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Intradural Approach to the Left Cavernous Sinus

Surgical Correlation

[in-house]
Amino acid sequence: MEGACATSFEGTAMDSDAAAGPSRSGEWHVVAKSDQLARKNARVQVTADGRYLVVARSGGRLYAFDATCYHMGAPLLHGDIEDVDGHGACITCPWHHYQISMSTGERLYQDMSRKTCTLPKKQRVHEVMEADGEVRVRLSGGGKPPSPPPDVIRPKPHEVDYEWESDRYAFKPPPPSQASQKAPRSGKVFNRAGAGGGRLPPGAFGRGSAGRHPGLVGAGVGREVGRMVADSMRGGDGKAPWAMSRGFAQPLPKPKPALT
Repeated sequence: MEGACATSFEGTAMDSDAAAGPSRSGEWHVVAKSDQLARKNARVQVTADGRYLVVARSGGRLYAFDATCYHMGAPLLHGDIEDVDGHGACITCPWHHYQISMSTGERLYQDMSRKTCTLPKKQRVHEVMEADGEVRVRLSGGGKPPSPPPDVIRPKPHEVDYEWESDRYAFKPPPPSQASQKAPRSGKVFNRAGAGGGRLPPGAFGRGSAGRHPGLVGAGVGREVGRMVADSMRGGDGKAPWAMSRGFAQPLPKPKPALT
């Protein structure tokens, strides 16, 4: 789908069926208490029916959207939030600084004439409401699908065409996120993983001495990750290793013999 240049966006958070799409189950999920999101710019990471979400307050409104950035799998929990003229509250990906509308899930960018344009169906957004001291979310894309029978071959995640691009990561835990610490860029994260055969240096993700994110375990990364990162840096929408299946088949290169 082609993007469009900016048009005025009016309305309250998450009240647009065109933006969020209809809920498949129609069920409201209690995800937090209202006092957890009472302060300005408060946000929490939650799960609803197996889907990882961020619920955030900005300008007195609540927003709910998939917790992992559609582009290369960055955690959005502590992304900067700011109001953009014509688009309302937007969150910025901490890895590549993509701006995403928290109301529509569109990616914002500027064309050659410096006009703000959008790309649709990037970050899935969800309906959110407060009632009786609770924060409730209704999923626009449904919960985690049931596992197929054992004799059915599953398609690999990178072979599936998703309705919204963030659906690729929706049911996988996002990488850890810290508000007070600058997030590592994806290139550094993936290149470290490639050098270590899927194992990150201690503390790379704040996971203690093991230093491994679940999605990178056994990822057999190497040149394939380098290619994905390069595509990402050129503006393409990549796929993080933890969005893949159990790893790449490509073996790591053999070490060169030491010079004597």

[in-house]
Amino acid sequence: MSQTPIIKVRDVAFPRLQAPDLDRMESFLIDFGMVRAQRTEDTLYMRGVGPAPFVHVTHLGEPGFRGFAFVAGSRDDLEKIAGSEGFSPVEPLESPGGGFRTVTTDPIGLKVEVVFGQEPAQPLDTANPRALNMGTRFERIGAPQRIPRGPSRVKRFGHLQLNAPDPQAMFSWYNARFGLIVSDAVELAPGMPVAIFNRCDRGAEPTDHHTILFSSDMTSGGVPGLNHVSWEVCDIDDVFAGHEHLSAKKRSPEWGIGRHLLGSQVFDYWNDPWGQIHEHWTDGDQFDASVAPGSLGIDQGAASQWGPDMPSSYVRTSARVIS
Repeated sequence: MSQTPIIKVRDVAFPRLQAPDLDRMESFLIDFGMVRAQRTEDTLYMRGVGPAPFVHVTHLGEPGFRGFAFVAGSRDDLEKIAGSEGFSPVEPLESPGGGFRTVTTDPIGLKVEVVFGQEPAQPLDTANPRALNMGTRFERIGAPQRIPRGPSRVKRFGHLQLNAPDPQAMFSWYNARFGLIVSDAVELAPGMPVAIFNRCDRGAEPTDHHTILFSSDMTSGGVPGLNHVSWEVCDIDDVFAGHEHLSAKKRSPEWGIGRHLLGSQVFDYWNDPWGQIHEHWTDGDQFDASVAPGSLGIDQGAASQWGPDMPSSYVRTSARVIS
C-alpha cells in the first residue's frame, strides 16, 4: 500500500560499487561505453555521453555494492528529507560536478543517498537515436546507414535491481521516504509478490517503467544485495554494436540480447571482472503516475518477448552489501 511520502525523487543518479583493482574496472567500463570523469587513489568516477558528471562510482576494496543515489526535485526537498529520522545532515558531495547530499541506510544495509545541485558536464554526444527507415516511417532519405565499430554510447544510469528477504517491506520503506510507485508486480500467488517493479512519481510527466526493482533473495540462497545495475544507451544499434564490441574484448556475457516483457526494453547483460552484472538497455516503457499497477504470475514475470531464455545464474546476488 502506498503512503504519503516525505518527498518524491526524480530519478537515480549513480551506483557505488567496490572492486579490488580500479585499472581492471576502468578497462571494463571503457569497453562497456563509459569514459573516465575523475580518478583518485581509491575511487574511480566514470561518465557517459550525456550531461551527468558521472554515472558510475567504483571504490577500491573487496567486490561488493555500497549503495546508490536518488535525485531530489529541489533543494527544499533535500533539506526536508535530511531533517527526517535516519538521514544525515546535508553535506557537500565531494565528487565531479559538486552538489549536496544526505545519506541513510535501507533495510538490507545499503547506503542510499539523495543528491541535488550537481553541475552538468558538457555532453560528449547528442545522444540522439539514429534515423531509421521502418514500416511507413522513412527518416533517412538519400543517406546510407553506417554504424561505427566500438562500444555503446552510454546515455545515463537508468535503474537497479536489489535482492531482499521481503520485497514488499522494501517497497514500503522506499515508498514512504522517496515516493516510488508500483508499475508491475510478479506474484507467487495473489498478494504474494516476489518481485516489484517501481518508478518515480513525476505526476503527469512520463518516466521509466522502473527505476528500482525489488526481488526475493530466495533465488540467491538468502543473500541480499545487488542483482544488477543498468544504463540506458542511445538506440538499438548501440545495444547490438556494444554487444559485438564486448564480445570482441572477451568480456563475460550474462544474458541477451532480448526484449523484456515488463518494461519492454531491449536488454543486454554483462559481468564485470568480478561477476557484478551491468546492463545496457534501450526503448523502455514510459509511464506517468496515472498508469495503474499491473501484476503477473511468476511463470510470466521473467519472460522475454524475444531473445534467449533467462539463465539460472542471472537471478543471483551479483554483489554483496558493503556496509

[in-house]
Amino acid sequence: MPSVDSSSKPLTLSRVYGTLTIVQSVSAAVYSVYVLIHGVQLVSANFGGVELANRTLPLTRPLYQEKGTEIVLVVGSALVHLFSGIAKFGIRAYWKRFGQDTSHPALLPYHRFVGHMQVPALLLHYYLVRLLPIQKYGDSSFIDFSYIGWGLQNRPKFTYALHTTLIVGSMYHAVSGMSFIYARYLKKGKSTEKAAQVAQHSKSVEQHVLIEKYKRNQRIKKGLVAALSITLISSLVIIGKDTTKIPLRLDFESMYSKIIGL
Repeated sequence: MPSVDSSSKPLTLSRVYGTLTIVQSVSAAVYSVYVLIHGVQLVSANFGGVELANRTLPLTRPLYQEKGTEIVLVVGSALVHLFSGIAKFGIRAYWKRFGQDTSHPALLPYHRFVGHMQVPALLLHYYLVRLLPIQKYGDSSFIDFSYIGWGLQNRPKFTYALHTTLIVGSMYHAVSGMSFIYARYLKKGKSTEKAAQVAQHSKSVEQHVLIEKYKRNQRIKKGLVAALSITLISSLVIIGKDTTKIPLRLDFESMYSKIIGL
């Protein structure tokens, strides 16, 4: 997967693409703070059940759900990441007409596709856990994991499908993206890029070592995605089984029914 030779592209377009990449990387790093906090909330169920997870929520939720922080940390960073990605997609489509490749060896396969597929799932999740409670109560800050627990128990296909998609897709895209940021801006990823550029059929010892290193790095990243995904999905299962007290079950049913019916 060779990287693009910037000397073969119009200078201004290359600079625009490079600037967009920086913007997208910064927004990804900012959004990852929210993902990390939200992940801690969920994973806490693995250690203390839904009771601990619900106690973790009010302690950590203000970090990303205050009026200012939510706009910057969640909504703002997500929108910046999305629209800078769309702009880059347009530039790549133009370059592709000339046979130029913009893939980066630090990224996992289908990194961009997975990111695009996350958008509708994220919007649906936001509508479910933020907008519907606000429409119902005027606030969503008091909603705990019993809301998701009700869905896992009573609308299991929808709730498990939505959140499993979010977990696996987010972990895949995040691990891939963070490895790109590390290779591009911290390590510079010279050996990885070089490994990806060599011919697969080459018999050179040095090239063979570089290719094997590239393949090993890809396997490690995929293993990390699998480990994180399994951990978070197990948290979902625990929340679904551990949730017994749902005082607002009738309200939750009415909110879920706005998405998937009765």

Intradural Approach to the Left Cavernous Sinus. A, View of completed fronto-orbitozygomatic craniotomy and pretemporal approach to the cavernous sinus showing wide dissection of the sylvian fissure. The carotid artery is located medial to the anterior clinoid, and the optic nerve is located superomedial to the internal carotid artery. The approach to the cavernous sinus starts with removing the anterior clinoid process to expose the anterior portion of the roof. The dura above the anterior clinoid has been opened. The oculomotor nerve penetrates the roof of the cavernous sinus by passing through the oculomotor triangle, which forms the posterior part of the roof. B, View showing the anterior clinoid removed. Continuous irrigation is necessary to avoid heat damage to the optic nerve and the clinoidal segment when a drill is used to remove the clinoid. Removing the anterior clinoid process exposes the clinoidal space. The dura extending medially from the upper surface of the anterior clinoid forms the upper ring. The carotidoculomotor membrane lines the lower surface of the anterior clinoid and extends medially to form the lower dural ring and carotid collar. C, View showing the carotid artery elevated to expose the posterior communicating and anterior choroidal arteries. The oculomotor nerve passes lateral to the posterior clinoid process and penetrates the roof of the cavernous sinus by passing through the oculomotor triangle. D, View showing the opening of the posterior portion of the roof, which begins by opening the oculomotor cistern. The incision follows the third nerve forward to the posterior edge of the clinoidal space. The posterior clinoid is exposed medial to the oculomotor nerve. E, View showing the roof of the cavernous sinus opened on the medial side of the oculomotor cistern. Gentle packing with Surgicel controls the bleeding. The posterior clinoid and adjacent part of the dorsum and upper clivus have been removed. The basilar trunk has been exposed behind the dorsum sellae. The supraclinoid carotid artery bifurcates below the anterior perforate substance in the A1 segment of the anterior cerebral artery and M1 segment of the middle cerebral artery. F, View showing a small segment of the supraclinoid carotid removed to expose the pituitary stalk. The pituitary gland can be reached between the initial supraclinoid segment of the carotid and the horizontal segment of the intracavernous carotid. (Images courtesy of AL Rhoton, Jr.)

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